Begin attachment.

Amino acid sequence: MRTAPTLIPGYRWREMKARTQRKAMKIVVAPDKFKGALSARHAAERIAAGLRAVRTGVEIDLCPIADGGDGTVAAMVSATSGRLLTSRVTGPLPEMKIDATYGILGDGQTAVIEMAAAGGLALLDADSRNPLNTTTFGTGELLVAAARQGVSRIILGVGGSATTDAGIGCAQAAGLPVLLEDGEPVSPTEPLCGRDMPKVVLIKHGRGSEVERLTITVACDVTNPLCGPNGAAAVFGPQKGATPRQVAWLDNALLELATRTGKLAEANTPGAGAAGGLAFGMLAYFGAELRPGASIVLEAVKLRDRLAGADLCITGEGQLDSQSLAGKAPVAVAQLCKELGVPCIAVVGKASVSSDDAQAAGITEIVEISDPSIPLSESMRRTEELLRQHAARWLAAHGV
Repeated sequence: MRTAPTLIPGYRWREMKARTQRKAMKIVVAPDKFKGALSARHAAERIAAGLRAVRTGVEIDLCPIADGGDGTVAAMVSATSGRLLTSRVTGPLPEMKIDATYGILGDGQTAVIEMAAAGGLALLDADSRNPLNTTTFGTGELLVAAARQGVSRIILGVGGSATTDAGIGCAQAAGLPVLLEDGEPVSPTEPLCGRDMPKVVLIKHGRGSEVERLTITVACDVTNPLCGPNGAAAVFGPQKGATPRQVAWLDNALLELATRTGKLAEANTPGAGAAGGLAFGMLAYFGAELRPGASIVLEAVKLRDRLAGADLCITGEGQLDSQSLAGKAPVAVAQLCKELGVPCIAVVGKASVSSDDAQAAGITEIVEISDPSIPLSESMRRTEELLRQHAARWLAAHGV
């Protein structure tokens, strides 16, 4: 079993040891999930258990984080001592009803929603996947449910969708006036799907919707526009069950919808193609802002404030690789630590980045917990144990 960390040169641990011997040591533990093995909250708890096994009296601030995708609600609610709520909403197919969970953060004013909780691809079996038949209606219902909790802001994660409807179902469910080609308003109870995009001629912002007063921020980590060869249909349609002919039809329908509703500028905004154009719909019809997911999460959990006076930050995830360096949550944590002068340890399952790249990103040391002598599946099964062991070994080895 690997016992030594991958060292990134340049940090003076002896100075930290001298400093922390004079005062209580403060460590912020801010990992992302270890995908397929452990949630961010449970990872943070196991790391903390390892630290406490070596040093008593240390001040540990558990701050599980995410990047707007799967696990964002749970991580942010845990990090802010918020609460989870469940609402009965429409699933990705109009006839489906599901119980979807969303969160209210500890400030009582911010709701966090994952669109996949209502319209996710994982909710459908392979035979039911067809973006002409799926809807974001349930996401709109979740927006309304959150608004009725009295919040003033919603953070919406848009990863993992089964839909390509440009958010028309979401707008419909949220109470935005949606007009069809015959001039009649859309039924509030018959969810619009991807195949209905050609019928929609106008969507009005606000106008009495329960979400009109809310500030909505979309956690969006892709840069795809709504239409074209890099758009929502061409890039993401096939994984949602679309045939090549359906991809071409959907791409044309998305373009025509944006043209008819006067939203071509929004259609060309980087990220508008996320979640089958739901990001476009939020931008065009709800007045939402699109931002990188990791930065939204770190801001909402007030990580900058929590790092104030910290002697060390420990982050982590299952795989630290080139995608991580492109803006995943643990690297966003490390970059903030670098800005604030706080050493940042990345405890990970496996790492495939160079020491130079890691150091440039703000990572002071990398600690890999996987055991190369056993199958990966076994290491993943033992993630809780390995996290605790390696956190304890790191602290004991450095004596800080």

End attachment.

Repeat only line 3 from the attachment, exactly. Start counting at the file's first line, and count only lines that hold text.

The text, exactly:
């Protein structure tokens, strides 16, 4: 079993040891999930258990984080001592009803929603996947449910969708006036799907919707526009069950919808193609802002404030690789630590980045917990144990 960390040169641990011997040591533990093995909250708890096994009296601030995708609600609610709520909403197919969970953060004013909780691809079996038949209606219902909790802001994660409807179902469910080609308003109870995009001629912002007063921020980590060869249909349609002919039809329908509703500028905004154009719909019809997911999460959990006076930050995830360096949550944590002068340890399952790249990103040391002598599946099964062991070994080895 690997016992030594991958060292990134340049940090003076002896100075930290001298400093922390004079005062209580403060460590912020801010990992992302270890995908397929452990949630961010449970990872943070196991790391903390390892630290406490070596040093008593240390001040540990558990701050599980995410990047707007799967696990964002749970991580942010845990990090802010918020609460989870469940609402009965429409699933990705109009006839489906599901119980979807969303969160209210500890400030009582911010709701966090994952669109996949209502319209996710994982909710459908392979035979039911067809973006002409799926809807974001349930996401709109979740927006309304959150608004009725009295919040003033919603953070919406848009990863993992089964839909390509440009958010028309979401707008419909949220109470935005949606007009069809015959001039009649859309039924509030018959969810619009991807195949209905050609019928929609106008969507009005606000106008009495329960979400009109809310500030909505979309956690969006892709840069795809709504239409074209890099758009929502061409890039993401096939994984949602679309045939090549359906991809071409959907791409044309998305373009025509944006043209008819006067939203071509929004259609060309980087990220508008996320979640089958739901990001476009939020931008065009709800007045939402699109931002990188990791930065939204770190801001909402007030990580900058929590790092104030910290002697060390420990982050982590299952795989630290080139995608991580492109803006995943643990690297966003490390970059903030670098800005604030706080050493940042990345405890990970496996790492495939160079020491130079890691150091440039703000990572002071990398600690890999996987055991190369056993199958990966076994290491993943033992993630809780390995996290605790390696956190304890790191602290004991450095004596800080």